Getting Vocal

A Hyde Park band places gender issues in the spotlight


Gene Cochrane and Kalil Smith-Nuevelle call themselves “gender politicians.” The two UofC students met last spring at a coffee shop where Cochrane was working, and quickly began friends and then bandmates. Now known as Slurp’s Up, the duo is more than eager to jump into discussions of radical gender politics with their newly released debut album, “Text Me When You Get This.”

Smith-Nuevelle plays the drums and Cochrane plays guitar. The pair played in several bands before settling upon their current two-piece. “Kalil and I were really into playing with each other,” Cochrane said in an email interview. “So we kept going after everyone else stopped responding to texts, basically.” Chicago cassette label Athletic Tapes released their album earlier this month.

“Text Me When You Get This,” a compilation of material from the last several months, showcases the band’s queer- punk ethos, voiced by Cochrane with the frenetic delivery of Talking Heads’s David Byrne. Tracks veer from jangly pop harmonies (“This Is Not What I Wanted”) to a riot grrrl inflection (“Tums Crumbs”) and sparse post-rock (“See You Next Trip”). But “Text Me When You Get This” offers more than angst and restlessness—this is rock and roll with something to say.

Much of their music is about exploring issues of gender diversity, so they seek out safe-space venues, a designation that indicates a commitment to free expression of gender and sexuality. They prefer to play small house shows, where show organizers can more easily take steps to keep spaces safer.

Cochrane, who identifies as third gender and uses the pronoun “they,” explained that finding a safe space to play can often be an uphill battle. “I’ve struggled a lot with escaping male voices in music—literally and figuratively,” they said. “So I make a conscious effort to present femininity on stage and work in a performance style that pays homage to female and queer DIY traditions.” For that reason, Smith-Nuevelle says the band “won’t play at any show without female musicians.”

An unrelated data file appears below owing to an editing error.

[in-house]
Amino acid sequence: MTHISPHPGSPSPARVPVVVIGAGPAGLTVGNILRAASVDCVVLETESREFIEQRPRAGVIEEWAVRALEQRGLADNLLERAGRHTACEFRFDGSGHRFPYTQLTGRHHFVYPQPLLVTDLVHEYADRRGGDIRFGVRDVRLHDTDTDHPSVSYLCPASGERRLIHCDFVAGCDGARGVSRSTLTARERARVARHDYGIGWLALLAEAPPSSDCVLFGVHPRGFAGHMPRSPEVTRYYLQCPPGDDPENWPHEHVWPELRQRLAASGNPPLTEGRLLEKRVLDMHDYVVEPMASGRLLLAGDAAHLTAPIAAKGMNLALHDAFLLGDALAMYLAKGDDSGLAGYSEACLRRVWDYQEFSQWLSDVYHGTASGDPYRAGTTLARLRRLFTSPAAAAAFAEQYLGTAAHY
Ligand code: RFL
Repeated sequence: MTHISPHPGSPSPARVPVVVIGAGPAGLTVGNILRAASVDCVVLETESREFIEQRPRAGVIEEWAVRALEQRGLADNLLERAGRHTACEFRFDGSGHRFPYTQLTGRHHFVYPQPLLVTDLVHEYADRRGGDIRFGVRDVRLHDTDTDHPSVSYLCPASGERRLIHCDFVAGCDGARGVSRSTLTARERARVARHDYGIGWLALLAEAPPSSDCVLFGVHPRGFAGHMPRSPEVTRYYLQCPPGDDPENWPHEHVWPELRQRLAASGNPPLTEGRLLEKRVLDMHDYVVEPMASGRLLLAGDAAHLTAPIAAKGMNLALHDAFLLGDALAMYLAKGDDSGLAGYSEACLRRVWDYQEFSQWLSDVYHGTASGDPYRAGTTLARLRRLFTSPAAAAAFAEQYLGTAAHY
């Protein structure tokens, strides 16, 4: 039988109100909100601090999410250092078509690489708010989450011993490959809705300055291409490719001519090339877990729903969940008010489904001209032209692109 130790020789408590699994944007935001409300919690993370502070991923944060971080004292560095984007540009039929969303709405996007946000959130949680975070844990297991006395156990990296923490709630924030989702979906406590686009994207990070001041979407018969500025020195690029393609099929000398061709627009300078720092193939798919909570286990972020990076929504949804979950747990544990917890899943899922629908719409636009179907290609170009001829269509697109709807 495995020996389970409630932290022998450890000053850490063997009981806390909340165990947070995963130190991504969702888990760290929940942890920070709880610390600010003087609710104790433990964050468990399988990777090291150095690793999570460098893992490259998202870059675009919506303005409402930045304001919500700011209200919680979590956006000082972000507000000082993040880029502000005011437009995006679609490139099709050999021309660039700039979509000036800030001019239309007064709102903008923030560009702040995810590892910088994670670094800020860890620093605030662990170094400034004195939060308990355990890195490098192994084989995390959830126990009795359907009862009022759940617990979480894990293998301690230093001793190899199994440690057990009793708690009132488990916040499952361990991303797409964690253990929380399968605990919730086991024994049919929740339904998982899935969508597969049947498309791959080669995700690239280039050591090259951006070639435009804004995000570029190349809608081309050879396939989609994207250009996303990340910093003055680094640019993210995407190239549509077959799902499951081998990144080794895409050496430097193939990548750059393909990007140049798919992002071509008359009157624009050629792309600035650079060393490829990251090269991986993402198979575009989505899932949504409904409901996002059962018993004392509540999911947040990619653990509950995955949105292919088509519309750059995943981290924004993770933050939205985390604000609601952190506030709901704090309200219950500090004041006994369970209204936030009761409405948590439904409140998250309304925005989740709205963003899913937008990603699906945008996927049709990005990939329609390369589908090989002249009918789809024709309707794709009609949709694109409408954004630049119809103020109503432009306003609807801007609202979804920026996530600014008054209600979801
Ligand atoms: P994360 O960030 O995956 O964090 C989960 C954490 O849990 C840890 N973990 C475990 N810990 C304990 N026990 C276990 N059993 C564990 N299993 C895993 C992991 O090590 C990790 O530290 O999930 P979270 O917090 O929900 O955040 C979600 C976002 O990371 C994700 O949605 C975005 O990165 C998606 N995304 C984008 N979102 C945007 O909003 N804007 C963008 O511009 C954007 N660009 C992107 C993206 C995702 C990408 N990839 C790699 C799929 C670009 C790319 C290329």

The band makes an effort to play shows in Hyde Park, but they’ve also found support in a network of house venues mostly concentrated on the North Side. While in high school at the UofC Laboratory Schools, Cochrane was introduced to Chicago’s DIY scene by Shelby Turner and Brian Weza, the duo behind Athletic Tapes. Cochrane says that the label owners and musicians welcomed Cochrane into their Humboldt Park home and performance space, offering support and a place to perform even when Cochrane was still “a stupid high-school kid.”

Cochrane turns down their guitar at each performance to talk about gender politics or current events. “There’ve been a few times after Gene’s monologues that people have applauded,” Smith-Nuevelle said. Sometimes audiences don’t know what to make of the band or don’t quite share their passion, but the two agree that audience reactions to Slurp’s Up has been overwhelmingly positive.

“I know that gender intersects a lot with music,” Cochrane said. “But no one really talks about it. So I’m glad we’re talking about it.”

Slurp’s Up, “Text Me When You Get This.” Athletic Tapes.

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